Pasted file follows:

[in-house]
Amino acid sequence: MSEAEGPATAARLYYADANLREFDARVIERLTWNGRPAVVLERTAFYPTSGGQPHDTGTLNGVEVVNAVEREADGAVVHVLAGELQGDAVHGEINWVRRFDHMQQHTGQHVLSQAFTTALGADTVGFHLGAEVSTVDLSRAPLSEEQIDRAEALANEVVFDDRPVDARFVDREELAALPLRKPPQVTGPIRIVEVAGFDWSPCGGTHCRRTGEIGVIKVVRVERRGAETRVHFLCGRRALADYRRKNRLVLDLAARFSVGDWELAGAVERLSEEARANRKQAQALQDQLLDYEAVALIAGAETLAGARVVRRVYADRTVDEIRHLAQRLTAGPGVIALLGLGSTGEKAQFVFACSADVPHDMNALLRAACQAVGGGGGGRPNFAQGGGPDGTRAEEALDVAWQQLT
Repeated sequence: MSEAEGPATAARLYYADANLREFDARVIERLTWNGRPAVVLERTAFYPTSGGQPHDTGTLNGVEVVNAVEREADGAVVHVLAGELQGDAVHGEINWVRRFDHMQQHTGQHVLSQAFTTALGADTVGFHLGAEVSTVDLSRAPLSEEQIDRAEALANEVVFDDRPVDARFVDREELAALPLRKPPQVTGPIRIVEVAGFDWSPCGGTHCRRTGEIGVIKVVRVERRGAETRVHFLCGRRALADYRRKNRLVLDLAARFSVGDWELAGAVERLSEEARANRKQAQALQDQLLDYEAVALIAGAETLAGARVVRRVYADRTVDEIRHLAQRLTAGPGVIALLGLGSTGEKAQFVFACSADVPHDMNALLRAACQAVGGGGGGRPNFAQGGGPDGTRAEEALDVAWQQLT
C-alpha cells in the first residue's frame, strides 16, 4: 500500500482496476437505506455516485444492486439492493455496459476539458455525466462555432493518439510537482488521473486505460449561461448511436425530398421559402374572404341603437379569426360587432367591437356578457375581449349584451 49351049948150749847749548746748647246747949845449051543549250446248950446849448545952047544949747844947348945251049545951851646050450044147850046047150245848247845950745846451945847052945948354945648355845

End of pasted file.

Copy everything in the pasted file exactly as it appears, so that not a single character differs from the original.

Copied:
[in-house]
Amino acid sequence: MSEAEGPATAARLYYADANLREFDARVIERLTWNGRPAVVLERTAFYPTSGGQPHDTGTLNGVEVVNAVEREADGAVVHVLAGELQGDAVHGEINWVRRFDHMQQHTGQHVLSQAFTTALGADTVGFHLGAEVSTVDLSRAPLSEEQIDRAEALANEVVFDDRPVDARFVDREELAALPLRKPPQVTGPIRIVEVAGFDWSPCGGTHCRRTGEIGVIKVVRVERRGAETRVHFLCGRRALADYRRKNRLVLDLAARFSVGDWELAGAVERLSEEARANRKQAQALQDQLLDYEAVALIAGAETLAGARVVRRVYADRTVDEIRHLAQRLTAGPGVIALLGLGSTGEKAQFVFACSADVPHDMNALLRAACQAVGGGGGGRPNFAQGGGPDGTRAEEALDVAWQQLT
Repeated sequence: MSEAEGPATAARLYYADANLREFDARVIERLTWNGRPAVVLERTAFYPTSGGQPHDTGTLNGVEVVNAVEREADGAVVHVLAGELQGDAVHGEINWVRRFDHMQQHTGQHVLSQAFTTALGADTVGFHLGAEVSTVDLSRAPLSEEQIDRAEALANEVVFDDRPVDARFVDREELAALPLRKPPQVTGPIRIVEVAGFDWSPCGGTHCRRTGEIGVIKVVRVERRGAETRVHFLCGRRALADYRRKNRLVLDLAARFSVGDWELAGAVERLSEEARANRKQAQALQDQLLDYEAVALIAGAETLAGARVVRRVYADRTVDEIRHLAQRLTAGPGVIALLGLGSTGEKAQFVFACSADVPHDMNALLRAACQAVGGGGGGRPNFAQGGGPDGTRAEEALDVAWQQLT
C-alpha cells in the first residue's frame, strides 16, 4: 500500500482496476437505506455516485444492486439492493455496459476539458455525466462555432493518439510537482488521473486505460449561461448511436425530398421559402374572404341603437379569426360587432367591437356578457375581449349584451 49351049948150749847749548746748647246747949845449051543549250446248950446849448545952047544949747844947348945251049545951851646050450044147850046047150245848247845950745846451945847052945948354945648355845